Martin Frederick Schnibben, Jr., ’43
Born on February 4, 1922, to Mrs. Leah Martha Stooks Schnibben and Mr. Martin Frederick Schnibben, in Florence, South Carolina, Martin F. “Jack” Schnibben, Jr., attended the Florence city schools and graduated from Riverside Military Academy of Gainesville, Georgia and Hollywood, Florida.
Cadet Second Lieutenant Martin Frederick “Jack” Schnibben, Class of 1943
Source: 1943 Sphinx, the yearbook of the South Carolina Corps of Cadets.
He entered The Citadel at Charleston, South Carolina in 1939 where he was a member of Cadet Company “B” his freshman year, “C” his sophomore year, and “A” his junior and senior years. He played on the football team his first two years, and was a member of the International Relations Club his final two years at the college. During his senior year, he held the rank of Cadet 2nd Lieutenant his senior year and graduated May 28, 1943 with a Bachelor’s degree in Political Science.
In May 1943, he enlisted in the U.S. Army. On July 1, while on leave prior to attending Officer Candidates School, he married Ms. Bonnie Hayes McCubbins of Florence. He received his commission that fall at Fort Benning, Georgia. He was then stationed at Fort Blanding, Florida, for several months before being transferred to Fort Meade, Maryland, from where he went overseas.
A candid photo of Cadet 2Lt. Schnibben at The Citadel to Bonnie
found in box of Jack’s letters. Courtesy of the McCubbins-Probst family.
2Lt. Schnibben arrived in Europe on August 17, 1944. Arriving in England, he later moved to France, and, in late December, he entered combat near Luxembourg and served with Company “M”, 3rd battalion, 8th Infantry Regiment, 4th Infantry Division.
His family received a telegram on February 28, 1945, reporting him missing-in-action since February 11th. In June, a buddy of 2Lt. Schnibben wrote to the family that Jack was wounded and captured during a German advance when their unit was forced to retreat. A first aid man was sent to Lt. Schnibben, and he, too, was taken prisoner. In July, the family received a telegram informing them that he had been wounded in both legs. It was not until August 1945 that they learned Jack had died of his wounds while a prisoner of war on February 12, 1945.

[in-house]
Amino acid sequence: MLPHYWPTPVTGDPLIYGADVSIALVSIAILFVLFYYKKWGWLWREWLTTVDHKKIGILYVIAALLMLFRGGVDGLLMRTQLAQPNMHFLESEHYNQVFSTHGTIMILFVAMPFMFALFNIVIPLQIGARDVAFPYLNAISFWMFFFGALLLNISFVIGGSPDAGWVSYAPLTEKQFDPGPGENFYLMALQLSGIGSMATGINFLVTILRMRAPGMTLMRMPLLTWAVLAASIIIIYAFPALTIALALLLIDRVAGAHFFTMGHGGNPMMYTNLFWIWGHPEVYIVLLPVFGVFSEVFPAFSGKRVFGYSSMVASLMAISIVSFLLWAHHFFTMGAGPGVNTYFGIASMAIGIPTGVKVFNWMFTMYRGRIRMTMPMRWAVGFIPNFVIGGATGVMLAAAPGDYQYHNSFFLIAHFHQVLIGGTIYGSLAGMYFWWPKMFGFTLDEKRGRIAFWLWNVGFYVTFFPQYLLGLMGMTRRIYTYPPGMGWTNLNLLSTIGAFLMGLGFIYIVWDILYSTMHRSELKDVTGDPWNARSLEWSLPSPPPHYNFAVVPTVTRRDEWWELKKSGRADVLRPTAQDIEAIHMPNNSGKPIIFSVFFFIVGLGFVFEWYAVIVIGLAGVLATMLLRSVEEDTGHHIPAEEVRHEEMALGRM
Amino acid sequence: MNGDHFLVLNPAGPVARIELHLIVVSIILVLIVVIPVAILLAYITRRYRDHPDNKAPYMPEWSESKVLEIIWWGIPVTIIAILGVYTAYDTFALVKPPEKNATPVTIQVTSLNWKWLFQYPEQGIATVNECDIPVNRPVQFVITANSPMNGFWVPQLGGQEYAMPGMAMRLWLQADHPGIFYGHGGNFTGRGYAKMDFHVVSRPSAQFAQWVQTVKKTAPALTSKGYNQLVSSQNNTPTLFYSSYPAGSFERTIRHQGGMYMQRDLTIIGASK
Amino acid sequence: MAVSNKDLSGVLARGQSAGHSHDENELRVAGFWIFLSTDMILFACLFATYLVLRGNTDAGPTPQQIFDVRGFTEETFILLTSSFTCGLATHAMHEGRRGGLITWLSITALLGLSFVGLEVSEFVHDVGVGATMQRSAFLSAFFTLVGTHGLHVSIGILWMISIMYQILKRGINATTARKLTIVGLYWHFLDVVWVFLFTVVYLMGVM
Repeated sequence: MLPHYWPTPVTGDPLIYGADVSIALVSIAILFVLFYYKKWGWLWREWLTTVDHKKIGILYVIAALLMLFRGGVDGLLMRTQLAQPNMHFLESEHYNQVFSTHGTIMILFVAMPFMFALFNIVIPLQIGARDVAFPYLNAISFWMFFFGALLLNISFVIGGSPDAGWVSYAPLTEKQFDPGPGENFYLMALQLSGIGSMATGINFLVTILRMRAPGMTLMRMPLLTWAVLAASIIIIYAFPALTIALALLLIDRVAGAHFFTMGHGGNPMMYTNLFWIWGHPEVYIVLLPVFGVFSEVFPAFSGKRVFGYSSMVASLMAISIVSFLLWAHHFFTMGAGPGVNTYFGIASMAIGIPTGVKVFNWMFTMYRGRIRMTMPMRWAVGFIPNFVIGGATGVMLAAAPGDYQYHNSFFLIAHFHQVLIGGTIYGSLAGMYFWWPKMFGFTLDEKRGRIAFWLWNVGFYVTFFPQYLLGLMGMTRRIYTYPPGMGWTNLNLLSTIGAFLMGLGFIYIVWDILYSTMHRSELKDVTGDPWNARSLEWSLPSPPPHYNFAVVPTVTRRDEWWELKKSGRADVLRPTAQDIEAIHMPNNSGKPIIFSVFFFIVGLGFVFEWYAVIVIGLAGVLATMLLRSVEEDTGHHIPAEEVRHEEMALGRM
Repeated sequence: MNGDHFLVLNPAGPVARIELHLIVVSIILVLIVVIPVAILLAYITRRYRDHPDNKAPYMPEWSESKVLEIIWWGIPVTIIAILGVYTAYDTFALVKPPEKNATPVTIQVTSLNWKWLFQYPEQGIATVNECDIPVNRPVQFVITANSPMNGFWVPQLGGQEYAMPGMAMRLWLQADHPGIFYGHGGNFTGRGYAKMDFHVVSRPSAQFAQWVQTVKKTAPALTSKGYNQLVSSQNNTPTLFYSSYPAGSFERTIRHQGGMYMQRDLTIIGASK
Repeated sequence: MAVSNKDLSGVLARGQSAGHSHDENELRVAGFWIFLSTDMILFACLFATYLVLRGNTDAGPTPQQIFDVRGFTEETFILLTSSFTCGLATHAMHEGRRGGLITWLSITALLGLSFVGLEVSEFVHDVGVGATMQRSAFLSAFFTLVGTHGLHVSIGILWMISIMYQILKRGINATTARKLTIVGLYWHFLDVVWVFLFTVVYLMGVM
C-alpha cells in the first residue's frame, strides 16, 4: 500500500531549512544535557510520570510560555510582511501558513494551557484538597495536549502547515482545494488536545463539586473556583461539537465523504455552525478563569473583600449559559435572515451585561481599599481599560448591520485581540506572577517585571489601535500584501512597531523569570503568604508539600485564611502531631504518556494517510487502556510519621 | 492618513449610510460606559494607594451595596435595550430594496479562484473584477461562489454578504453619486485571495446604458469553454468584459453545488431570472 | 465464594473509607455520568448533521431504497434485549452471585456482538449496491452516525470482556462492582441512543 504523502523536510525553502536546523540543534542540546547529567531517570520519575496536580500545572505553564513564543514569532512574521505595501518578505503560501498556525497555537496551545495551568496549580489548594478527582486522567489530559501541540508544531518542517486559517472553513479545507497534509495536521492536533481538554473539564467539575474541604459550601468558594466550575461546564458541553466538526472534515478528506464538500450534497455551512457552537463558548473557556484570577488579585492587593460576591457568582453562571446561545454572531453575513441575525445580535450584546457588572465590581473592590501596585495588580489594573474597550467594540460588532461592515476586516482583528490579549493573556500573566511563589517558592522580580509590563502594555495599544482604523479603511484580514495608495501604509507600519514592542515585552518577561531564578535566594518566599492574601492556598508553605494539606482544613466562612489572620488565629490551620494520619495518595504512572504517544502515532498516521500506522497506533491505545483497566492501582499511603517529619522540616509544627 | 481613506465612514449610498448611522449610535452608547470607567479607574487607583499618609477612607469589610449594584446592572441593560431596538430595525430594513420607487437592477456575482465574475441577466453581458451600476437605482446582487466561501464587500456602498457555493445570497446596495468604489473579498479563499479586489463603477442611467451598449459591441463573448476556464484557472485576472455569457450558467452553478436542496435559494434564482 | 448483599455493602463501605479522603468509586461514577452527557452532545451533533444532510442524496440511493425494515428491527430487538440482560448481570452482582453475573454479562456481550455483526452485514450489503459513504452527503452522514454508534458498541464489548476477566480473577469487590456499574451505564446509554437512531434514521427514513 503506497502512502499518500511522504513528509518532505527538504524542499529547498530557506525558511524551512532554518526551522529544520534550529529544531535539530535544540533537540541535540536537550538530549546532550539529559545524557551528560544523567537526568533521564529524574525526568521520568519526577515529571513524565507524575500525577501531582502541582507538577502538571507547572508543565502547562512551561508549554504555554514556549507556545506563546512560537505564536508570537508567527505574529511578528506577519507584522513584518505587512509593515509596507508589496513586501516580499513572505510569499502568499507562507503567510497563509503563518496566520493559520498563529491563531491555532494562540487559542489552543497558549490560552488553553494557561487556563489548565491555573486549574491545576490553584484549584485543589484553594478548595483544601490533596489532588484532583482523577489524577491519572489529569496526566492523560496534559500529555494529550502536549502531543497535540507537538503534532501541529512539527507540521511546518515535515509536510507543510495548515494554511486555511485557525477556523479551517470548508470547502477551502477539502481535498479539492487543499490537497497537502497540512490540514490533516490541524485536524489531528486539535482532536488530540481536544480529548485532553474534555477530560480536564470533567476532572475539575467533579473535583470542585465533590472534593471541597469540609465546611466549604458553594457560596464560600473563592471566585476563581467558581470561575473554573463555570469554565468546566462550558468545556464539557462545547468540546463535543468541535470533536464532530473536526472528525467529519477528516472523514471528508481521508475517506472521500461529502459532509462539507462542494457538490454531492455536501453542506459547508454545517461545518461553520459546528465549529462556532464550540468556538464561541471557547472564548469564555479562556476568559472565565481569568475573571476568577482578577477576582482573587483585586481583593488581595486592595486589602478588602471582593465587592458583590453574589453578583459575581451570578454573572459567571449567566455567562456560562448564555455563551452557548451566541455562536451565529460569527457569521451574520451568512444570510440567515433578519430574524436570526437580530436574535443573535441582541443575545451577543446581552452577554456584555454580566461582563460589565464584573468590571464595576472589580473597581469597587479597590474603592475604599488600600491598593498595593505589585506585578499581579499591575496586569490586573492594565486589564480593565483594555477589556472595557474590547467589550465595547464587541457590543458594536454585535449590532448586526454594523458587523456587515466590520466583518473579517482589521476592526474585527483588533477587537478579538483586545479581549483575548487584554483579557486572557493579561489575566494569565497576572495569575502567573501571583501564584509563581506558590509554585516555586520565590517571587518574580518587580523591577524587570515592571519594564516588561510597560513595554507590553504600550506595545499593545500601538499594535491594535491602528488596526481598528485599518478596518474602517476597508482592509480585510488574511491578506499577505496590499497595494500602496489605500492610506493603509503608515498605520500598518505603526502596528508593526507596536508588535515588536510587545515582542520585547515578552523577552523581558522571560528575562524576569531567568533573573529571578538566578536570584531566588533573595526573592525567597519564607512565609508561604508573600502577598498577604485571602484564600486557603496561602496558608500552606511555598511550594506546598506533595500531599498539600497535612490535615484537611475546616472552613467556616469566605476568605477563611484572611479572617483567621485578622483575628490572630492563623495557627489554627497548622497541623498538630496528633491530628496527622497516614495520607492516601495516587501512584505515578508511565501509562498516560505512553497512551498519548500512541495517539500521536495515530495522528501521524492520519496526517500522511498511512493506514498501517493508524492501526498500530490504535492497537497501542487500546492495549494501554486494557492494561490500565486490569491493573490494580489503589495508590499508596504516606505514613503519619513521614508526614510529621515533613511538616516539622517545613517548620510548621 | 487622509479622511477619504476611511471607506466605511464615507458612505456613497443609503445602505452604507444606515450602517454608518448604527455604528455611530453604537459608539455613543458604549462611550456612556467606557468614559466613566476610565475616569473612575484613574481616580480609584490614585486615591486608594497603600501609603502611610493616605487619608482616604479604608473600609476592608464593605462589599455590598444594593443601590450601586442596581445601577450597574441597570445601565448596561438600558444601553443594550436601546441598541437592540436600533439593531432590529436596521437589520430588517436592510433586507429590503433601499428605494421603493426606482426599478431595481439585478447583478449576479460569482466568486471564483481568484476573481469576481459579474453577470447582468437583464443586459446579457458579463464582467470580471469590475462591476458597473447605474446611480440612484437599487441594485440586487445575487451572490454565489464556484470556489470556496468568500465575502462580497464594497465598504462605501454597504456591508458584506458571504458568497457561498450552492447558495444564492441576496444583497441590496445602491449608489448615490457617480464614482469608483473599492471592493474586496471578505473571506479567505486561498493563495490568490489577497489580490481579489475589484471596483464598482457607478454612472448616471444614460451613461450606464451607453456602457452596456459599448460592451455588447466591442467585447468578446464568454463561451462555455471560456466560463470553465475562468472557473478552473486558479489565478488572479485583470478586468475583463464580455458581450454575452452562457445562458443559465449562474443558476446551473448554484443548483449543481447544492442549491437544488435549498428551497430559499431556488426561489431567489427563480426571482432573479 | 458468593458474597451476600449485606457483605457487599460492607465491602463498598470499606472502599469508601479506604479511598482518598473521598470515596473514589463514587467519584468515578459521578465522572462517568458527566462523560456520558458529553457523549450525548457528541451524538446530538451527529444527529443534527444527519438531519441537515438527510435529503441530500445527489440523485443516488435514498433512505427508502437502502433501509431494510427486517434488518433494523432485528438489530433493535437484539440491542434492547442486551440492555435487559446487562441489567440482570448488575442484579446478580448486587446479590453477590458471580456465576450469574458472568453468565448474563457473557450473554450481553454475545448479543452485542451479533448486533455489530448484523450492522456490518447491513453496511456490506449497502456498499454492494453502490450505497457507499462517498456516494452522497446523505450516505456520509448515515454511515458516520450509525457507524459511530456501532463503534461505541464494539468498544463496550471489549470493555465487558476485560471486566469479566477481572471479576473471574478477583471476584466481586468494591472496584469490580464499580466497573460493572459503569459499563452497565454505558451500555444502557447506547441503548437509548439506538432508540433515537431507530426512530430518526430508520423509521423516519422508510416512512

The 4th Infantry “Ivy” Division Headquarters were reported to be at Bleialf, Germany on February 7, 1945, and the division captured Prum, Germany on February 9, 1945.
Lt. Schnibben was buried in the U.S. Military Cemetery at Hamm, Luxembourg, and following the war, his body was repatriated to Florence. He now rests in eternal peace at Mount Hope Cemetery where he was permanently interred on Tuesday, April 12, 1949.
Jack was survived by his wife; parents; two sisters, Carol and Marilyn Ruth; and his grandmother, Mrs. Charles Schibben, of Wilmington, North Carolina. Lt. Schnibben was a member of St. Luke’s Lutheran Church of Florence.
On Sunday, May 8, 1949, the corner stone of the new St. Luke’s Lutheran Church was laid at the corner of King Avenue and Winston Street. The Florence Morning News reported, “The church edifice is being erected as a memorial to the late Lt. Martin F. “Jack” Schnibben, Jr. by his parents, members of the congregation, and friends…”
Second Lieutenant Schnibben received the Purple Heart Medal and the Combat Infantryman Badge.
Memorial photo courtesy of The Citadel Archives and Museum, Charleston, South Carolina.